In early December, the Assad regime, along with Russian, Iranian and Hezbollah forces, launched a brutal military campaign against the people of Idlib -- the last opposition-held stronghold in Syria. This offensive precipitated the largest and fastest single wave of Syrian internal displacement, nearly one million, since the start of the conflict.
This attack on Idlib’s 3 million people, most of them women and children, is an attempt by Russia, one of the belligerent parties in the Syrian conflict, to gain a strategic advantage in the region, said U.S. Ambassador to Turkey David Satterfield during a March 10th press conference. This mass uprooting of civilians in Idlib is a deliberate Russian maneuver to force displaced Syrians from their homes towards the Turkish border, in an attempt to “compel Turkey to take decisions favorable to Russian ambitions to both retake the Idlib zone for the [Syrian] regime and effect, through the retaking of Idlib, an end to the ability of the international community to see either the full implementation of Resolution 2254 or a situation in which there is any stand made against Russian aggression.”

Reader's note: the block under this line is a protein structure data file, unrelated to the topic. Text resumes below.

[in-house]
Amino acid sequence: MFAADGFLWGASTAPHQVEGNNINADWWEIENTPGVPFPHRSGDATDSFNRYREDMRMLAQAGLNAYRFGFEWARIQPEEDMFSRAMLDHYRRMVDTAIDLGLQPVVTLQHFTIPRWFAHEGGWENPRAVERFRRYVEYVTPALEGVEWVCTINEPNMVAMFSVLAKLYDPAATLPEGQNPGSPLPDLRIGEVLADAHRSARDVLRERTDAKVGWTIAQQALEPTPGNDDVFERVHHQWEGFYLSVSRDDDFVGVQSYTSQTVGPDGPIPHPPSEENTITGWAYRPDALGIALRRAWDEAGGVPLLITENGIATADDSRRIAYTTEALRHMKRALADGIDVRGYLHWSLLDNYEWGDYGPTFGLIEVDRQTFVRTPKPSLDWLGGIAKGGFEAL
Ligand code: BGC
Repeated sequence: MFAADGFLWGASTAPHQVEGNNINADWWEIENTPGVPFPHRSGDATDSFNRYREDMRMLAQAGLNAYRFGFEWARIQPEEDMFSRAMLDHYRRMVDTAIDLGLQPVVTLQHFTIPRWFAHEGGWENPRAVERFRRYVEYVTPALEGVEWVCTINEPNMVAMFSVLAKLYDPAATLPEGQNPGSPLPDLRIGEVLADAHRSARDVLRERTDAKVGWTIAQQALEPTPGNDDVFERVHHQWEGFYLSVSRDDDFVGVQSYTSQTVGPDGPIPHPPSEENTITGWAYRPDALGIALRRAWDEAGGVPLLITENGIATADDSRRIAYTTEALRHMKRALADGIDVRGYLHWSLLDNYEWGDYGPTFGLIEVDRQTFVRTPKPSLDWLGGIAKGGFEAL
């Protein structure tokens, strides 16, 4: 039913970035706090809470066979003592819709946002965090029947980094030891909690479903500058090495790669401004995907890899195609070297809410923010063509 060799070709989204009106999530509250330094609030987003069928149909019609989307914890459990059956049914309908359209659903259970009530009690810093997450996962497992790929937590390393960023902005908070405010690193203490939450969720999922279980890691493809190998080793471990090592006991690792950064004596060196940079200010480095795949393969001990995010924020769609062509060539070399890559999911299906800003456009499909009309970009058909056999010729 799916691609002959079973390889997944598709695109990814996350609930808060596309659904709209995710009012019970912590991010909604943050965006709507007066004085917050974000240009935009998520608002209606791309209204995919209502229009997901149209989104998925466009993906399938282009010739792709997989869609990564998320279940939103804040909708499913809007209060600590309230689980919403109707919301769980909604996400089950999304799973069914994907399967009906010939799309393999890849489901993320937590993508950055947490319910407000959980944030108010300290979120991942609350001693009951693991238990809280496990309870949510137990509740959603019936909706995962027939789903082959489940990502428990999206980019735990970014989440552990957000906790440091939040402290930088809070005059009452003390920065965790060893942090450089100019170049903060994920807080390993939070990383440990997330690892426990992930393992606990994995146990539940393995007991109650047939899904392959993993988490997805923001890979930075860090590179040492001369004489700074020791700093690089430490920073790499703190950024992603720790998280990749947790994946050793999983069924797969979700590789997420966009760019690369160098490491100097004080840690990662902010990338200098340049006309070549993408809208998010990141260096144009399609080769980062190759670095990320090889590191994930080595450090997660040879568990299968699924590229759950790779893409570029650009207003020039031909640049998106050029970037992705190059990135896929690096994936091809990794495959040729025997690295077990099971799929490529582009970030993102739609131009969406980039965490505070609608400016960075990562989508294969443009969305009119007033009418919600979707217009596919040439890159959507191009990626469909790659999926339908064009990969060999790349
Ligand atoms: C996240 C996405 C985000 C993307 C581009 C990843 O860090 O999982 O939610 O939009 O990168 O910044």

In response to the deteriorating humanitarian situation in northwest Syria, U.S. Ambassador to the United Nations Kelly Craft announced in early March that the United States will provide $108 million in additional humanitarian assistance for the people of Syria. However, she said, “Humanitarian aid is only a response [to the crisis]. The real answer is an immediate cease-fire, a durable cease-fire.”
Indeed, the United States is encouraged by the Turkish-Russian ceasefire in Idlib, which took effect on March 6. We hope it will help deescalate a very dangerous situation and relieve the dire humanitarian crisis precipitated by attacks on civilians by Russians, Syrians, and their allies.
“It is imperative that everything possible be done at this moment to stabilize, in an enduring fashion, the ceasefire agreed to in Moscow on March 5th, to put an end to territorial incursions. There will be no safe zone, no secure zone, if there is not an enduring ceasefire,” said Ambassador Satterfield.
Ambassador Satterfield continued “The sad record of Syria over the course of the past two years has been ceasefires with Russian guarantees have not been ceasefires; they are temporary, transactional halts until Russia is prepared to renew the campaign,” he said.
“That must not be the case in Idlib.”